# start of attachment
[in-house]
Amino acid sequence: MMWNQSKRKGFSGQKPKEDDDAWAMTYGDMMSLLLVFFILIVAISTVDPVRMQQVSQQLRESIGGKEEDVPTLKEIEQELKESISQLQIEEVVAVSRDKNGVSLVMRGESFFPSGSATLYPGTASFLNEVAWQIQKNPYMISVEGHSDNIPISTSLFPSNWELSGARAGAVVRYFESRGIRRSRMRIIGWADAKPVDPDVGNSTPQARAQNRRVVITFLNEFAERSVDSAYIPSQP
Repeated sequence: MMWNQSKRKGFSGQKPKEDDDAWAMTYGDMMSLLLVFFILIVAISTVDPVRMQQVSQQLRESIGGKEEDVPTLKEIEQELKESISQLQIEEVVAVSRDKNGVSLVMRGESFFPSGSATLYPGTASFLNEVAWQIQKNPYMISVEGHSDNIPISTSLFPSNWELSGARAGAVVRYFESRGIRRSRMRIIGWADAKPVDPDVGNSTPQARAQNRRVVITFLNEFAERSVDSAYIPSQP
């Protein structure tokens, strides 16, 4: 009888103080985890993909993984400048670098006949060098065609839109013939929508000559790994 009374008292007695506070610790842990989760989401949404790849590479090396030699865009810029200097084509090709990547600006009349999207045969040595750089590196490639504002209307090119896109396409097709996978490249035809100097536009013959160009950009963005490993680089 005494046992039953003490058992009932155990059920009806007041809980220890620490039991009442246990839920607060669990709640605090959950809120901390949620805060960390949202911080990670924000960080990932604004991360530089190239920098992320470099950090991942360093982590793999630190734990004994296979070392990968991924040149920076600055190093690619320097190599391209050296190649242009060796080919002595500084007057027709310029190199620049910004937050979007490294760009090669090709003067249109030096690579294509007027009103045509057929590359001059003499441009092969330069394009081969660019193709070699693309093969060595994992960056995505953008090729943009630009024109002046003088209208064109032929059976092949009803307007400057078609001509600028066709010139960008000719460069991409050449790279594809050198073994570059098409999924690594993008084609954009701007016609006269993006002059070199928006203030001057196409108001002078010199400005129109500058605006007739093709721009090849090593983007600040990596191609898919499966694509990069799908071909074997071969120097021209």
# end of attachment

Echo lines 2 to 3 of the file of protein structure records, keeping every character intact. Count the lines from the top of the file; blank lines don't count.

Amino acid sequence: MMWNQSKRKGFSGQKPKEDDDAWAMTYGDMMSLLLVFFILIVAISTVDPVRMQQVSQQLRESIGGKEEDVPTLKEIEQELKESISQLQIEEVVAVSRDKNGVSLVMRGESFFPSGSATLYPGTASFLNEVAWQIQKNPYMISVEGHSDNIPISTSLFPSNWELSGARAGAVVRYFESRGIRRSRMRIIGWADAKPVDPDVGNSTPQARAQNRRVVITFLNEFAERSVDSAYIPSQP
Repeated sequence: MMWNQSKRKGFSGQKPKEDDDAWAMTYGDMMSLLLVFFILIVAISTVDPVRMQQVSQQLRESIGGKEEDVPTLKEIEQELKESISQLQIEEVVAVSRDKNGVSLVMRGESFFPSGSATLYPGTASFLNEVAWQIQKNPYMISVEGHSDNIPISTSLFPSNWELSGARAGAVVRYFESRGIRRSRMRIIGWADAKPVDPDVGNSTPQARAQNRRVVITFLNEFAERSVDSAYIPSQP